WASHINGTON – State Sen. John Ford (search) testified in a juvenile court hearing that he keeps two homes, living with two different women whose children he fathered.
Ford's testimony was part of his defense in a child support case. The Memphis Democrat heads a Senate committee that guides the state's child welfare policies (search), and for the past year he's tried to make use of a law he authored that keeps court-ordered support lower when a father is financially responsible for other children.
In a Juvenile Court hearing last year that is set for a follow-up hearing on Tuesday, Ford said he lives some days with ex-wife Tamara Mitchell-Ford (search) and the three children they had together. On others, he stays with his longtime girlfriend, Connie Mathews (search), and their two children.
Ford and Mitchell-Ford went through a bitter divorce in 2002 that led to Mitchell-Ford's jailing after she plowed her car through Mathews' Collierville home.
Ford said he pays nearly all bills for both families. They stay in houses he owns and where he also lives, though neither home is in his South Memphis Senate district.
"You have two homes?" Referee Felicia Hogan asks during the tape recorded hearing from November. "Well, that's unusual."
"Not necessarily," Ford shot back. "I know people who got five."
Hogan responded: "For child support purposes that's unusual, let me put it that way then."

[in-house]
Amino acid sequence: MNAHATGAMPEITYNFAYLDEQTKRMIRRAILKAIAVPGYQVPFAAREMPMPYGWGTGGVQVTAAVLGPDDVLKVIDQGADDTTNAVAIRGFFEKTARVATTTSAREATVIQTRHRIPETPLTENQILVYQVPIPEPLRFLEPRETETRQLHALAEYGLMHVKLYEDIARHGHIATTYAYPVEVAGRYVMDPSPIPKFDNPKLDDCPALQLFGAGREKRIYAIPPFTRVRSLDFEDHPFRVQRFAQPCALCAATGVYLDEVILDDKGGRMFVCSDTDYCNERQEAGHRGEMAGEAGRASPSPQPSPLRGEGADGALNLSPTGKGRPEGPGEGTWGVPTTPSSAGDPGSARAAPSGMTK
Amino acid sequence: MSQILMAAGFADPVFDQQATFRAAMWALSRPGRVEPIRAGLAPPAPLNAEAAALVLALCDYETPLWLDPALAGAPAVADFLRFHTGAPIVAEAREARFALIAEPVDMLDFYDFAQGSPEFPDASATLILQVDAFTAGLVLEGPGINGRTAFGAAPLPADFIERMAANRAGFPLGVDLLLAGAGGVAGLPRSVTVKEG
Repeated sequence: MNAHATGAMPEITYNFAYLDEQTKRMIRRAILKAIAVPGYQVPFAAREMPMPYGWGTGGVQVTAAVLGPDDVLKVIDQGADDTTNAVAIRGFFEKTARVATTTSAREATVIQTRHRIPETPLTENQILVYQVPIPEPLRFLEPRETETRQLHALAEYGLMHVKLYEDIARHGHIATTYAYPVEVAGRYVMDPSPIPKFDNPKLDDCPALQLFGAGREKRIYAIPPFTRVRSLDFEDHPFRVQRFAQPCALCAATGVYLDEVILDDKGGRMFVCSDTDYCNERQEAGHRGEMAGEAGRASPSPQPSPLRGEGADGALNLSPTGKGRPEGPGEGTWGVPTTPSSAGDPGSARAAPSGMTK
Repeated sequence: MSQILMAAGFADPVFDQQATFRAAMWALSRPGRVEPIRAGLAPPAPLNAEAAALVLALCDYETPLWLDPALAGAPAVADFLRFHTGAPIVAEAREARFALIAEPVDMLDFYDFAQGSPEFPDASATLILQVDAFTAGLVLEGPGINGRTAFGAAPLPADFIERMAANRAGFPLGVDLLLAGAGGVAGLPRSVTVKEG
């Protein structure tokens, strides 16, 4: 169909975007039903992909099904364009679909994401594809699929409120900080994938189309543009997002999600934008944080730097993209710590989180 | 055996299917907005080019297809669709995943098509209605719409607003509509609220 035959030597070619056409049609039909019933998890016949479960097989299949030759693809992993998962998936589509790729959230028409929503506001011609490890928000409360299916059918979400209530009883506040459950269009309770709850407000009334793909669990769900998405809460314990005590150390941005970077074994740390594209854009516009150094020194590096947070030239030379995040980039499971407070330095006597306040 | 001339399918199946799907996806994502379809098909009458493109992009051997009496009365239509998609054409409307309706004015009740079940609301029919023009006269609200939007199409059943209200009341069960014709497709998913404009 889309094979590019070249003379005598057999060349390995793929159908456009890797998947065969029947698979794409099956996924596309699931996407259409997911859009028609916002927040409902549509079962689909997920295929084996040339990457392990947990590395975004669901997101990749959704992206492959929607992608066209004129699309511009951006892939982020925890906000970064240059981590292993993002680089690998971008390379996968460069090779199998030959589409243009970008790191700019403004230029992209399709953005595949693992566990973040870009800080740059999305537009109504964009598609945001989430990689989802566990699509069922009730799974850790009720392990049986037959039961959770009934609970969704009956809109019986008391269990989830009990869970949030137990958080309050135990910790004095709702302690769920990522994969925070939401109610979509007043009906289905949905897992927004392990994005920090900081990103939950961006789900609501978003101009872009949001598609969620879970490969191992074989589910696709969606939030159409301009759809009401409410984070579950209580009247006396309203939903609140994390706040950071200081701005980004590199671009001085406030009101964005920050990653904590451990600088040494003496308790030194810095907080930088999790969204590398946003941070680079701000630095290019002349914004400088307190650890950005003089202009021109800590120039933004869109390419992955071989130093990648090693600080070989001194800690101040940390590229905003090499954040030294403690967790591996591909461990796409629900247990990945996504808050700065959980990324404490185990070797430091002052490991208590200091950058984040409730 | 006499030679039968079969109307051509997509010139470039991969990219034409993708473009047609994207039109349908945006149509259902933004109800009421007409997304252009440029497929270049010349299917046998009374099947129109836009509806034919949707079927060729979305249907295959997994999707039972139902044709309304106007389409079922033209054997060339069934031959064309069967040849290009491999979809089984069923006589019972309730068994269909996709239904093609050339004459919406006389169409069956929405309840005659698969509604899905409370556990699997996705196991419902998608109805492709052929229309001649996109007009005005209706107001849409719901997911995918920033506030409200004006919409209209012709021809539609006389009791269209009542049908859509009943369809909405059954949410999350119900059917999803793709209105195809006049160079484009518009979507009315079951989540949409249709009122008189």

Ford is battling a suit by a third woman, Dana Smith, who is trying to increase his court-ordered support of a 10-year-old girl he fathered. Smith, a former employee under Ford when he was General Sessions Clerk, won a 1996 sexual harassment verdict against him.
Ford contends that any increase for Smith should be tempered by his financial obligations to his other five minor children. None of those children is subject to child support orders.
In the hearing, Ford argued all five children live in his household — a household that encompasses two homes — and because of that he is exempt from rules requiring strict proof of his financial support of them.
Hogan rejected Ford's request, saying he must produce evidence of bills paid if he wants credit to lessen any modification of Smith's child support.
Mitchell-Ford told The Commercial Appeal newspaper last week said she can verify at least some of Ford's contentions. She said she is six months pregnant, and the father, she said, is John Ford, now 62.
"John is over here every single day, if not staying here," she said.
Ford did not respond to messages left at his Nashville and Memphis offices. Mathews could not be reached.
Ford's comments were part of a hearing more than two years after Smith first petitioned Juvenile Court to increase the senator's $500-a-month support.
Ford's income has risen dramatically in recent years. Evidence presented in the hearing showed Ford's gross income reached $356,899 in 2003 and $255,752 in 2002.
Ford said most of that comes from his private insurance and real estate consulting business, though specific sources remain a secret. At Ford's request, Hogan ordered state's attorney Joseph Little to keep confidential receipts and documented expenses Ford was ordered to hand over.
Disclosure "would expose all of my business interests and everything. It would put me in imminent danger of a lot of different things I don't want to explain in here," Ford told the court.